There is new scientific evidence from the International Agency for Research on Cancer that finds exposure to mild steel welding fume can cause lung cancer and possible kidney cancer in humans. Therefore the Workplace Health Expert Committee has endorsed the reclassification of mild steel welding fume as a human carcinogen.
They have determined that there needs to be a strengthening of the HSEs enforcement expectation for all welding fume INCLUDING STEEL.
Welding fume especially derived from aluminium and galvanised steel welding is very heavy particulates and breathing in these particulates can quickly cause Metal Particle poisoning in welder operators.
Manganese is prevalent in mild steel welding and this particulate fume can have neurological side effects similar to Parkinson’s disease.
For many years it's always been advised to have Local Exhaust Ventilation (LEV) as a minimum requirement and in higher use or confined areas to use full fume extraction and welding and breathing helmets.
The problem with mobile LEV is it's not necessarily very efficient or practical.
In the vehicle body repair industry, many shops have these mobile LEVs but they just don’t get used as the technicians find them very awkward to use and place when welding the vehicle.
These types of mobile LEV also do not remove all the welding fume so the welder is still exposed to high levels of particulates if he relies on this alone.
For ultimate protection fume, extraction welding helmets are perfect.
They consist of a filtered battery pack that is on a belt around the welder's waist. A small fan in the unit sucks air through a filter and blows this clean air out through a tube at the top of the welders head.
Reactalite welding helmets are preferred as the helmets have a chin guard making them awkward to lift up and down all the time.
Welding Fume Protection Helmet
So whats In welding fume?
Not all welding fumes are the same. 95% of welding fume comes from the consumables and 5% from the material. So depending on the material to be welded and the consumables use, depends what fumes are given off. As stated before Manganese in mild steel is prevalent, but there can also be Iron oxides, chrome compounds, nickel oxides, copper and more. These particulates cause strain on the lungs and in some cases they are toxic.
Common symptoms include fatigue, shortness of breath, bronchial disease and metal particle poisoning (comes from welding galvanised material).
Many welders say metal particle poisoning gives symptoms like a heavy cold and all its related symptoms.
vehicles now are electroplated zinc and galvanised so fumes from welding modern vehicles are particularly hazardous.
What is The Recommended Filter Class?
The filtration efficiency is classified into three welding fume classes.
This is often referred to as the "W" Class.
Testing of extraction devices takes place according to DIN EN ISO15012-1
- W1 efficiency of 95% or higher
- W2 efficiency of 98% or Higher
- W3 efficiency class of 99% or Higher
Due to the varying nature of the steels and coatings used in vehicle manufacture and repair, we would recommend going for equipment that meets W3 criteria to cover all eventualities.
There is new scientific evidence from the International Agency for Research on Cancer that exposure to mild steel welding fume can cause lung cancer and possibly kidney cancer in humans. The Workplace Health Expert Committee has endorsed the reclassification of mild steel welding fume as a human carcinogen.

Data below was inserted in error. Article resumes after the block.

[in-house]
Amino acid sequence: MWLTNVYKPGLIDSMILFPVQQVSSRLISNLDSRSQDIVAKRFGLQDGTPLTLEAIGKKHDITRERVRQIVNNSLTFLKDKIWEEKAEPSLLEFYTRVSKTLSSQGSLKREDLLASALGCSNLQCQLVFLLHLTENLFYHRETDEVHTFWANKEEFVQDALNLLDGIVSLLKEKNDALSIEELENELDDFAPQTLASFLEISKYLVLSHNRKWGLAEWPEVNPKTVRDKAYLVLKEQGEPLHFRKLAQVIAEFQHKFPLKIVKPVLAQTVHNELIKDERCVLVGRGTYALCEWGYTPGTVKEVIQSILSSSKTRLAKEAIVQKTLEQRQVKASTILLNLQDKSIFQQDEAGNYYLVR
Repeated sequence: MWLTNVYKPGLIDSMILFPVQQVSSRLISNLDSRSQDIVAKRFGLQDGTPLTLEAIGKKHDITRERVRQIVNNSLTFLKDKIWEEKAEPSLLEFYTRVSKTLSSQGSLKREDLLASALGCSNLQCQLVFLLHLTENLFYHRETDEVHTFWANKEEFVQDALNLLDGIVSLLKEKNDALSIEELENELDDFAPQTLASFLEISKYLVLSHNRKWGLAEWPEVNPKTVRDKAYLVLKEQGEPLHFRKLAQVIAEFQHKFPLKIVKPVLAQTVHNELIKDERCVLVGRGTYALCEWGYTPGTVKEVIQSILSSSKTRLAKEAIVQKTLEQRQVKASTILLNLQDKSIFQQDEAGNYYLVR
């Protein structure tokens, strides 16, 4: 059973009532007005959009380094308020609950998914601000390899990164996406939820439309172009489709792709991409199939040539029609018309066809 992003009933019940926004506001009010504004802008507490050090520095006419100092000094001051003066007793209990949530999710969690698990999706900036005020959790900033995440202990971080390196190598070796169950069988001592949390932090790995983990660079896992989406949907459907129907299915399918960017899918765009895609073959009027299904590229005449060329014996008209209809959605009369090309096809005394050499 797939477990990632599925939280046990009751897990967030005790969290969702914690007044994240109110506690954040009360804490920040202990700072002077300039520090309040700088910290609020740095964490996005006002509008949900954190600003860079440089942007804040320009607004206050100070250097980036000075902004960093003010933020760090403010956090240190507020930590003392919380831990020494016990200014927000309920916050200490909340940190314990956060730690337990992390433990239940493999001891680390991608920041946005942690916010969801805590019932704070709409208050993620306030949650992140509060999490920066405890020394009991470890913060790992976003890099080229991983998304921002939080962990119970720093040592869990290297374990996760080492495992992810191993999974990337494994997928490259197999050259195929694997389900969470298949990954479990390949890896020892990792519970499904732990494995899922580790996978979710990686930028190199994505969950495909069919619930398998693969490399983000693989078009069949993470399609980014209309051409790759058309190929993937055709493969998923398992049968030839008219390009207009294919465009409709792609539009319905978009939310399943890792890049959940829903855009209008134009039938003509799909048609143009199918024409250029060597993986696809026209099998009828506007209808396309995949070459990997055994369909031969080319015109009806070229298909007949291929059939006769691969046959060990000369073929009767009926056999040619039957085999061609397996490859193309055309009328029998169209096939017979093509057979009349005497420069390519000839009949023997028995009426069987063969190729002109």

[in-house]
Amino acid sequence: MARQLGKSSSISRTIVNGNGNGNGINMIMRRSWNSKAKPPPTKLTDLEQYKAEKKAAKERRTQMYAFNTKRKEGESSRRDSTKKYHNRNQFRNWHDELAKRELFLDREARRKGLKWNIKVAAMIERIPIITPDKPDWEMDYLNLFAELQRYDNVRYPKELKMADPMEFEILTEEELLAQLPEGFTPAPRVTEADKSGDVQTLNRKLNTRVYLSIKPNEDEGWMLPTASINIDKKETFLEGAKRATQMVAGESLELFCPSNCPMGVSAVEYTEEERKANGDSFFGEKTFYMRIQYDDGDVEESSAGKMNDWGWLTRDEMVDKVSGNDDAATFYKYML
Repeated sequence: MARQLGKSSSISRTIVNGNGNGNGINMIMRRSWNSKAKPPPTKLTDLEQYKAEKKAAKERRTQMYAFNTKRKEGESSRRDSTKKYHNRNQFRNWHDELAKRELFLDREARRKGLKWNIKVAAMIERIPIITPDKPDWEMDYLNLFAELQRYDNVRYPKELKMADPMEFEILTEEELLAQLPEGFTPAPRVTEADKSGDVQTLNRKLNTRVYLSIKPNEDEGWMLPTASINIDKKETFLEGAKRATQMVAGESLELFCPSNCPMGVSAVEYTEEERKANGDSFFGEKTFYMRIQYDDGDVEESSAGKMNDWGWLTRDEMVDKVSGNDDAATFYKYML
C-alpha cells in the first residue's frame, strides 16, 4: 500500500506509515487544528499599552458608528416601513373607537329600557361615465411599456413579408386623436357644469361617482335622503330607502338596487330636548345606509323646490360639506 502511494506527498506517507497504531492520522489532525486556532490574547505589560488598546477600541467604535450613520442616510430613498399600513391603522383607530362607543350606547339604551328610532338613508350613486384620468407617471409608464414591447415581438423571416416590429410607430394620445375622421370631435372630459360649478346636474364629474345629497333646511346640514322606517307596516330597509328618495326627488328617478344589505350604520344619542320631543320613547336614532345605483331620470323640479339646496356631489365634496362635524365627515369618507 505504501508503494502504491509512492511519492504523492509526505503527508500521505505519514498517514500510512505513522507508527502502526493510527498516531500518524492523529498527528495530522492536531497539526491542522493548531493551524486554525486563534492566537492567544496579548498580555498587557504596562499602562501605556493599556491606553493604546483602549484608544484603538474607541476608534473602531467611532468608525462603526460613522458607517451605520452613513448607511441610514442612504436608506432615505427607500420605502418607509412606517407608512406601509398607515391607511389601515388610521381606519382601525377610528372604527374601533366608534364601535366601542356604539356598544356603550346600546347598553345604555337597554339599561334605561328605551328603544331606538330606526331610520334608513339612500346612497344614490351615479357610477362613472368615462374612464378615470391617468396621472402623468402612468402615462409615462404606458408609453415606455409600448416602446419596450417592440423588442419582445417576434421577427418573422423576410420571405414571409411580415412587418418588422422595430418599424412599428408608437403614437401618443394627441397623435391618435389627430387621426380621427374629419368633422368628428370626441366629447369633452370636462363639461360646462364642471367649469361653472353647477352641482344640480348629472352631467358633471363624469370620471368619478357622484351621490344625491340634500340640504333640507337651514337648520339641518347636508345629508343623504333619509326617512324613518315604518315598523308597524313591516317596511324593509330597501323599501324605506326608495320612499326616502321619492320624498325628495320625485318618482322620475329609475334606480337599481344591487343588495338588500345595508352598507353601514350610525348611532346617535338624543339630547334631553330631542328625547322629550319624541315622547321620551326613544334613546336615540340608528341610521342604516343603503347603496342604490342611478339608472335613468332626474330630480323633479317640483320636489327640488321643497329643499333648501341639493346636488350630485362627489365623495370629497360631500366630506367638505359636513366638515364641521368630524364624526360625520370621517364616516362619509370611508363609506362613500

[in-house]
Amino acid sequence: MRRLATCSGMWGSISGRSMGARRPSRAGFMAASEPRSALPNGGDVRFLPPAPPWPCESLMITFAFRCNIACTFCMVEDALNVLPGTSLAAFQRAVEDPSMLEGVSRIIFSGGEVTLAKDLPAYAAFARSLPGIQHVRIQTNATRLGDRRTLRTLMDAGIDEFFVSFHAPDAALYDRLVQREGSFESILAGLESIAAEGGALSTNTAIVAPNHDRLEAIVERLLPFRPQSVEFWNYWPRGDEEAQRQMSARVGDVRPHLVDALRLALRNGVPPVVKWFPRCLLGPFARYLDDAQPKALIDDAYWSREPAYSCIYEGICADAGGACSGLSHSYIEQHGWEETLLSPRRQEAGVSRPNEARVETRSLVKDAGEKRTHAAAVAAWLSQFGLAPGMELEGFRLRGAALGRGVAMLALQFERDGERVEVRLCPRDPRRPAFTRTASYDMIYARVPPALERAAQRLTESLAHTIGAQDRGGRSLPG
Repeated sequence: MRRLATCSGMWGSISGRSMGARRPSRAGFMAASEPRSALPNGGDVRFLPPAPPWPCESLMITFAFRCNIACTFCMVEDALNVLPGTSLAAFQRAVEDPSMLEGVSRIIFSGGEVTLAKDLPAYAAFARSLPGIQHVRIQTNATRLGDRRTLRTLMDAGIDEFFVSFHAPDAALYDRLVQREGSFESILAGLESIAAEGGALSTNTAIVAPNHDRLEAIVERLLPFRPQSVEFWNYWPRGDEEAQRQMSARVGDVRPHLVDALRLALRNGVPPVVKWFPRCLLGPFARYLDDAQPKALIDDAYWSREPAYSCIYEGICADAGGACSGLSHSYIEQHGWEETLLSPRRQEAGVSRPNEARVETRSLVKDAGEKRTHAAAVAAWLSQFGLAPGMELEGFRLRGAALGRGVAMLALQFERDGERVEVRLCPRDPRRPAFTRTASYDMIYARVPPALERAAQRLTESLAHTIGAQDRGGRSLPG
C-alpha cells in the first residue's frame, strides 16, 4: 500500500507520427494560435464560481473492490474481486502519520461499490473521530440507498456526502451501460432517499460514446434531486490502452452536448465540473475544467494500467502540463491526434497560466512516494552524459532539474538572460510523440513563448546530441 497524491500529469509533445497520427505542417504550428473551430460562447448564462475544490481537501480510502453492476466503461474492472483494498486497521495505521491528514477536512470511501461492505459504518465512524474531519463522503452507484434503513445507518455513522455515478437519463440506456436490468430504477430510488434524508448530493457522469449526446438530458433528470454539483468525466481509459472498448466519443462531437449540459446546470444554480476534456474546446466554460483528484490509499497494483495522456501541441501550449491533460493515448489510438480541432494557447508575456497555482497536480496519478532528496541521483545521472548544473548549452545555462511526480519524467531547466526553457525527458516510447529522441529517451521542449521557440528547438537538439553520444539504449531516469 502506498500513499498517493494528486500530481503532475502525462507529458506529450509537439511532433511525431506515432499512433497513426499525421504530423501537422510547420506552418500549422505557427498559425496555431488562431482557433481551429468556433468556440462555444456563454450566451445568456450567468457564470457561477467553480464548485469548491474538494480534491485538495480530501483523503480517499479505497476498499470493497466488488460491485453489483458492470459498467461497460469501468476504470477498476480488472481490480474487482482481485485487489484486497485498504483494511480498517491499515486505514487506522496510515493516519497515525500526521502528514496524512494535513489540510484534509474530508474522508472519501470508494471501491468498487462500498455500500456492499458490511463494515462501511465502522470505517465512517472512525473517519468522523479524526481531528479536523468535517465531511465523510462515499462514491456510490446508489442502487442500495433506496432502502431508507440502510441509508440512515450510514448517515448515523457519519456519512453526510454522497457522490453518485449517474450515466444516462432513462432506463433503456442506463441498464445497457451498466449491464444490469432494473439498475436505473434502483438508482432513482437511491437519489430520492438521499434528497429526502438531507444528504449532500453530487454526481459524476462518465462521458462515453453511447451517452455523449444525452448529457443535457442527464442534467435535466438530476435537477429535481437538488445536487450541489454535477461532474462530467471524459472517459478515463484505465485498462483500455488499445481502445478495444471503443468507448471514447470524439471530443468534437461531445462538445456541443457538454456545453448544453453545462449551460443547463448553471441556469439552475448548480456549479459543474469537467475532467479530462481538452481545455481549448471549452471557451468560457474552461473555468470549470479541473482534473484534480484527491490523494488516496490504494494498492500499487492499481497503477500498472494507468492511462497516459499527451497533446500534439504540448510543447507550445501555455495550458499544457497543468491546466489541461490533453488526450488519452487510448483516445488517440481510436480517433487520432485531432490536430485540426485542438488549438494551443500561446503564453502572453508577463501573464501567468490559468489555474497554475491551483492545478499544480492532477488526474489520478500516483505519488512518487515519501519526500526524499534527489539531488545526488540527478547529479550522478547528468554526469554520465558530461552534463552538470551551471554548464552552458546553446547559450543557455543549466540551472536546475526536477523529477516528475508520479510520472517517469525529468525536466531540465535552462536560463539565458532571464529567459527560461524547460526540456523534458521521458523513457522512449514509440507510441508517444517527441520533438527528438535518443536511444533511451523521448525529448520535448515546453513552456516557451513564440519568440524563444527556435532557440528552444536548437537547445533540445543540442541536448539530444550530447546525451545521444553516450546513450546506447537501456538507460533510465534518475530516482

With immediate effect, there is a strengthening of HSE’s enforcement expectation for all welding fume, including mild steel welding; because general ventilation does not achieve the necessary control.
Control of the cancer risk will require suitable engineering controls for all welding activities indoors e.g. Local Exhaust Ventilation (LEV). Extraction will also control exposure to manganese, which is present in mild steel welding fume, which can cause neurological effects similar to Parkinson’s disease.
Where LEV alone does not adequately control exposure, it should be supplemented by adequate and suitable respiratory protective equipment (RPE) to protect against the residual fume.
Appropriate RPE should be provided for welding outdoors. You should ensure welders are suitably instructed and trained in the use of these controls.
Regardless of duration, HSE will no longer accept any welding undertaken without any suitable exposure control measures in place, as there is no known level of safe exposure.
Risk assessments should reflect the change in the expected control measures.
- Make sure exposure to any welding fume released is adequately controlled using engineering controls (typically LEV).
- Make sure suitable controls are provided for all welding activities, irrelevant of duration. This includes welding outdoors.
- Where engineering controls alone cannot control exposure, then adequate and suitable RPE should be provided to control risk from any residual fume.
- Make sure all engineering controls are correctly used, suitably maintained and are subject to thorough examination and test where required.
- Make sure any RPE is subject to an RPE programme. An RPE programme encapsulates all the elements of RPE use you need to ensure that your RPE is effective in protecting the wearer.
Relevant legal documents:
- Health and Safety at Work etc. Act of 1974
- Control of Substances Hazardous to Health Regulations 2002
- Controlling airborne contaminants at work: A guide to local exhaust ventilation (LEV) HSG258
- HSE Local Exhaust Ventilation webpages
- Respiratory Protective Equipment: A practical guide HSG53
- HSE Respiratory Protective Equipment webpages
- IARC Monographs on the Evaluation of Carcinogenic Risks to Humans Volume 118
- The Lancet article on IARC Monograph